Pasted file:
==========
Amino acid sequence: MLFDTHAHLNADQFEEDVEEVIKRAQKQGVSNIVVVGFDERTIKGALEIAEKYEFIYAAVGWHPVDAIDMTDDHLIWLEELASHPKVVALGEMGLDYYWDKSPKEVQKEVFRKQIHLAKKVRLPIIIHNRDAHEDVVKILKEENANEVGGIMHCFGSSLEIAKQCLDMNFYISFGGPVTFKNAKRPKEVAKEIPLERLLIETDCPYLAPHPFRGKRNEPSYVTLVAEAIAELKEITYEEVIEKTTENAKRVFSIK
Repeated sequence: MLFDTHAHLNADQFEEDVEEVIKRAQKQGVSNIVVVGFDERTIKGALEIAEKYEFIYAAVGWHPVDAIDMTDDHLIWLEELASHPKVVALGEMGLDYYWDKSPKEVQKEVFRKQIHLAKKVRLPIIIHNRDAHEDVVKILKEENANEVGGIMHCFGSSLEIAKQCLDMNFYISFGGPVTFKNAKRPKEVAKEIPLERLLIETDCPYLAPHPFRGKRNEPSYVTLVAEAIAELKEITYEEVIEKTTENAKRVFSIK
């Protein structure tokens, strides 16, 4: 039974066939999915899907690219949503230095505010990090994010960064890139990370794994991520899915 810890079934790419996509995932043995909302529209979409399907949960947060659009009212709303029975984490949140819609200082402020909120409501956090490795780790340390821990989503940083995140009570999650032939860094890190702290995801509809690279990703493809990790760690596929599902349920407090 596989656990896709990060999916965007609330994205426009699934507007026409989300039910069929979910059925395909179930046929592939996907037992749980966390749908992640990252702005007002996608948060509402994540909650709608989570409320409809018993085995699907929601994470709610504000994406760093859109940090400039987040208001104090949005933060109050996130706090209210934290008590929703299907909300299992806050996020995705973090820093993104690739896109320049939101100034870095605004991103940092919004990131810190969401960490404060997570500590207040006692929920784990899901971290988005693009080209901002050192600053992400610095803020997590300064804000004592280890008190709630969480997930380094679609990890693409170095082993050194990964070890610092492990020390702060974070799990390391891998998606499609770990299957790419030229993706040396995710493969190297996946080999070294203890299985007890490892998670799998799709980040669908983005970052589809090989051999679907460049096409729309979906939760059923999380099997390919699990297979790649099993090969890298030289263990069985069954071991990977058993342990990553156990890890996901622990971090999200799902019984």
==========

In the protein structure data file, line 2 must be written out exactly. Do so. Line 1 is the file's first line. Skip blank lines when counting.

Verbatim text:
Repeated sequence: MLFDTHAHLNADQFEEDVEEVIKRAQKQGVSNIVVVGFDERTIKGALEIAEKYEFIYAAVGWHPVDAIDMTDDHLIWLEELASHPKVVALGEMGLDYYWDKSPKEVQKEVFRKQIHLAKKVRLPIIIHNRDAHEDVVKILKEENANEVGGIMHCFGSSLEIAKQCLDMNFYISFGGPVTFKNAKRPKEVAKEIPLERLLIETDCPYLAPHPFRGKRNEPSYVTLVAEAIAELKEITYEEVIEKTTENAKRVFSIK